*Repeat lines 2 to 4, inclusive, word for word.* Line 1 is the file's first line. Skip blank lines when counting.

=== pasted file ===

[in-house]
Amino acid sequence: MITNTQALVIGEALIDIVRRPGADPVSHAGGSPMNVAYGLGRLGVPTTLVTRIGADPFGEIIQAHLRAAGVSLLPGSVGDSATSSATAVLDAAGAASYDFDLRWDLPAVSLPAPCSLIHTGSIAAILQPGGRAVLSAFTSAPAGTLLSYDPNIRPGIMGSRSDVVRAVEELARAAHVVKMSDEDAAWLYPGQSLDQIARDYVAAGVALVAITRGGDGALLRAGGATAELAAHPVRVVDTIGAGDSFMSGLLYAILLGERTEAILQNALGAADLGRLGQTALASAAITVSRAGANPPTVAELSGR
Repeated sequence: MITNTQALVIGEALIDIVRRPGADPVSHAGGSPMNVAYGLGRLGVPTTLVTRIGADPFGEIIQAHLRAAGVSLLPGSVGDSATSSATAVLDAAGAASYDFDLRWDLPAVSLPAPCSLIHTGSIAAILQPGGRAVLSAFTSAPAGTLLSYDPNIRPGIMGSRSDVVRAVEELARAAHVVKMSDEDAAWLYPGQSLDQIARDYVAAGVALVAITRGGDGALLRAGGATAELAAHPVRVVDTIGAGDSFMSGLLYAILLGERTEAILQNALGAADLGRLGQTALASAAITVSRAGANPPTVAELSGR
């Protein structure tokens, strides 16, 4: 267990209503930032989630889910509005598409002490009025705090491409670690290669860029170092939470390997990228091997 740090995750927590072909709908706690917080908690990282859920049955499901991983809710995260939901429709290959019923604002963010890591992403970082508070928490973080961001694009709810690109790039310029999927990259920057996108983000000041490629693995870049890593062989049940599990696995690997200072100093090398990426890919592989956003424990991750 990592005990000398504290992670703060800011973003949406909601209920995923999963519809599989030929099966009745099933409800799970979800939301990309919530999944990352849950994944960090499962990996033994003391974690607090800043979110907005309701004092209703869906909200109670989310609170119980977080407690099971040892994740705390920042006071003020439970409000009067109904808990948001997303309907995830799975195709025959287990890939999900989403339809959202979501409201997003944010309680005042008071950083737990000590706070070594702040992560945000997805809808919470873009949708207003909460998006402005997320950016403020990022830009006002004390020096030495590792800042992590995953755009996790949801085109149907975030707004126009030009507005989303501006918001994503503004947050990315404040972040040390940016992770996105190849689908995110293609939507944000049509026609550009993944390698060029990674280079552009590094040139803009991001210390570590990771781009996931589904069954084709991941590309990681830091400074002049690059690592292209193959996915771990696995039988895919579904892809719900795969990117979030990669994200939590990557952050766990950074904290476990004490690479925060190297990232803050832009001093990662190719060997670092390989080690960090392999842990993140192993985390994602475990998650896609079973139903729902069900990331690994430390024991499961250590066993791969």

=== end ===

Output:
Amino acid sequence: MITNTQALVIGEALIDIVRRPGADPVSHAGGSPMNVAYGLGRLGVPTTLVTRIGADPFGEIIQAHLRAAGVSLLPGSVGDSATSSATAVLDAAGAASYDFDLRWDLPAVSLPAPCSLIHTGSIAAILQPGGRAVLSAFTSAPAGTLLSYDPNIRPGIMGSRSDVVRAVEELARAAHVVKMSDEDAAWLYPGQSLDQIARDYVAAGVALVAITRGGDGALLRAGGATAELAAHPVRVVDTIGAGDSFMSGLLYAILLGERTEAILQNALGAADLGRLGQTALASAAITVSRAGANPPTVAELSGR
Repeated sequence: MITNTQALVIGEALIDIVRRPGADPVSHAGGSPMNVAYGLGRLGVPTTLVTRIGADPFGEIIQAHLRAAGVSLLPGSVGDSATSSATAVLDAAGAASYDFDLRWDLPAVSLPAPCSLIHTGSIAAILQPGGRAVLSAFTSAPAGTLLSYDPNIRPGIMGSRSDVVRAVEELARAAHVVKMSDEDAAWLYPGQSLDQIARDYVAAGVALVAITRGGDGALLRAGGATAELAAHPVRVVDTIGAGDSFMSGLLYAILLGERTEAILQNALGAADLGRLGQTALASAAITVSRAGANPPTVAELSGR
């Protein structure tokens, strides 16, 4: 267990209503930032989630889910509005598409002490009025705090491409670690290669860029170092939470390997990228091997 740090995750927590072909709908706690917080908690990282859920049955499901991983809710995260939901429709290959019923604002963010890591992403970082508070928490973080961001694009709810690109790039310029999927990259920057996108983000000041490629693995870049890593062989049940599990696995690997200072100093090398990426890919592989956003424990991750 990592005990000398504290992670703060800011973003949406909601209920995923999963519809599989030929099966009745099933409800799970979800939301990309919530999944990352849950994944960090499962990996033994003391974690607090800043979110907005309701004092209703869906909200109670989310609170119980977080407690099971040892994740705390920042006071003020439970409000009067109904808990948001997303309907995830799975195709025959287990890939999900989403339809959202979501409201997003944010309680005042008071950083737990000590706070070594702040992560945000997805809808919470873009949708207003909460998006402005997320950016403020990022830009006002004390020096030495590792800042992590995953755009996790949801085109149907975030707004126009030009507005989303501006918001994503503004947050990315404040972040040390940016992770996105190849689908995110293609939507944000049509026609550009993944390698060029990674280079552009590094040139803009991001210390570590990771781009996931589904069954084709991941590309990681830091400074002049690059690592292209193959996915771990696995039988895919579904892809719900795969990117979030990669994200939590990557952050766990950074904290476990004490690479925060190297990232803050832009001093990662190719060997670092390989080690960090392999842990993140192993985390994602475990998650896609079973139903729902069900990331690994430390024991499961250590066993791969």